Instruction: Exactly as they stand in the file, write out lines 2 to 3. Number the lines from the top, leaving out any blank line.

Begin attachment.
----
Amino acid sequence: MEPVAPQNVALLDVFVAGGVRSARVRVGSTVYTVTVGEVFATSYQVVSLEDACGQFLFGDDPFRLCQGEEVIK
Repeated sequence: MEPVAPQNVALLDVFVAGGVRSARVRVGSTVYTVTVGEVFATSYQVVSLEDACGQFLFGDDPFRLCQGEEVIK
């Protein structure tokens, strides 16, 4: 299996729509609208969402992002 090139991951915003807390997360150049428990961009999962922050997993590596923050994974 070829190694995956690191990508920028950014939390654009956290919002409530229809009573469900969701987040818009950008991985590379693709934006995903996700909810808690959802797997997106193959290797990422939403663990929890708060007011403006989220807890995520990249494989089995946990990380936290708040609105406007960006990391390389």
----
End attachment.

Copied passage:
Repeated sequence: MEPVAPQNVALLDVFVAGGVRSARVRVGSTVYTVTVGEVFATSYQVVSLEDACGQFLFGDDPFRLCQGEEVIK
């Protein structure tokens, strides 16, 4: 299996729509609208969402992002 090139991951915003807390997360150049428990961009999962922050997993590596923050994974 070829190694995956690191990508920028950014939390654009956290919002409530229809009573469900969701987040818009950008991985590379693709934006995903996700909810808690959802797997997106193959290797990422939403663990929890708060007011403006989220807890995520990249494989089995946990990380936290708040609105406007960006990391390389």